Miami Bus Driver Nearly Plowed Into a Family and Then Drove Away
In October, New Times published an investigation chronicling a rash of passenger injuries on Miami-Dade County's public bus system -- and worse, the county's habit of retaining bad drivers. Through the first eight months of 2014, we found, county buses hit pedestrians and bicyclists seven times in "preventable" accidents; 97 passengers fell while riding, boarding, or exiting buses; and 56 passengers were reported otherwise injured.
That report caught the eye of County Commissioner Xavier Suarez, who paid particularly close attention because of a recent experience with another bus collision caused by a driver with a bad record -- one he witnessed himself. "The looks on their faces when this happened," the commissioner says of a visiting family he says was nearly killed, "I'll never forget it."
Now, Suarez has gotten the background on that driver and -- surprise! -- it's less than stellar.
The incident that rankled Suarez came last August when a relative dropped off the former Miami mayor near his summer rental on 26th Street in Miami Beach. As he was exiting the car, Suarez was jolted by a loud bang -- his wife, a quarter-mile away on the beach, would later say she thought it was an explosion -- and then saw the back of a county bus as it drove away. The bus had smashed into a wooden post, apparently there as a protective barrier for pedestrians, as it headed south on Indian Creek Drive where it merges into Collins Avenue.
Had it not been for that post, Suarez says, a family with three children waiting to cross the street on the side of the road would likely have been hit -- and possibly killed.
"They realized but for the grace of God -- or the wooden post," the commissioner says, "they would have been history."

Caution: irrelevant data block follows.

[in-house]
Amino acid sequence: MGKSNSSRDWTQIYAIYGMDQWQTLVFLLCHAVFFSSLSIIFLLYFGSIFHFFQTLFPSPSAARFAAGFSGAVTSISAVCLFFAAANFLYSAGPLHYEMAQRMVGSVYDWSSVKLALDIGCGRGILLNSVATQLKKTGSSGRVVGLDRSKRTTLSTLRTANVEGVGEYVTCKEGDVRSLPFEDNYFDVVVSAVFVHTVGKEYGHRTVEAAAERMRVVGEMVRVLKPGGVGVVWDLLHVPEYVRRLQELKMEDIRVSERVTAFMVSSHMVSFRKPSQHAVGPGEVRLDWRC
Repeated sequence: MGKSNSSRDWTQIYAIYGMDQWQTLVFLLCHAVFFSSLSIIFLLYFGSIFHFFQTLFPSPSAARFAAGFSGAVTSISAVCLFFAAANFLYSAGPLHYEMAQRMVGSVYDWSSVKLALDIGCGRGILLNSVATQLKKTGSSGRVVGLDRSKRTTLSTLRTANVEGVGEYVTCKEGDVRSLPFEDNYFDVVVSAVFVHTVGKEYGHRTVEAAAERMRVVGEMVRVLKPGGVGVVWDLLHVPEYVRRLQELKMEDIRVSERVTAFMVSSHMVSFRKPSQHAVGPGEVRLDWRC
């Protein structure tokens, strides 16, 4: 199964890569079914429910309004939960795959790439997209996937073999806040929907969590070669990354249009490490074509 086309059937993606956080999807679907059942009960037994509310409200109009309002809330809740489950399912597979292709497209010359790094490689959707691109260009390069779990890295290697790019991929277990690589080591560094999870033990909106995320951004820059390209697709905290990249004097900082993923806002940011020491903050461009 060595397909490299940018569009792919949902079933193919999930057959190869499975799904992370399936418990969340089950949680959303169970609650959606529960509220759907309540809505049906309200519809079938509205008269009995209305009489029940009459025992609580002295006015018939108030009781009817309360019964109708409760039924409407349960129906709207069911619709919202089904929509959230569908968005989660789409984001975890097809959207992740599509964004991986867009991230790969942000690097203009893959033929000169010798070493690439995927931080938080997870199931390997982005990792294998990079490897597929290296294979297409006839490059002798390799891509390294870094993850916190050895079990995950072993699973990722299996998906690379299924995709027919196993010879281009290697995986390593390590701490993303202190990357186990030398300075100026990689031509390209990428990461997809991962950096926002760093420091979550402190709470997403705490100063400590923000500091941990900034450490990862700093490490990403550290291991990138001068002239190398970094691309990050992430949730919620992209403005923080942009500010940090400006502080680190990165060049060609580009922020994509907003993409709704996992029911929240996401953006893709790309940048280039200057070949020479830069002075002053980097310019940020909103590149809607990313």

A few minutes later, Suarez approached the family, who were clearly shaken and said they were visiting from the Caribbean, and apologized "on behalf of the county" for the terrifying near miss.
But he didn't stop there. Dismayed by the bus driver's failure to stop after the collision, Suarez followed up with Miami-Dade Transit. Last week, he finally got a report on the accident and the driver's personnel file.
The driver, Rodney Burnes, has recorded more than a dozen accidents in 12 years on the job, including two deemed preventable within a four-month period in 2011. He has also earned reprimands for failing to report to work and failing to immediately report one collision that broke off a car's mirror.
In the August collision that Suarez witnessed, the department's investigation concluded the bus driver was "aware that something [was] wrong" after the crash but "did not stop to check [the] condition of [the] bus, did not contact [transportation authorities], and left the scene."
A transit spokeswoman says Miami-Dade Transit handled the incident according to protocol once the collision was reported. "As with all incidents, an investigation was initiated and... Burnes was retrained," Irene Ferradaz says.
Months later, Suarez is still bewildered by the response of the driver. "You're not supposed to do that," Suarez says. "At the very least, you get out and reconnoiter."
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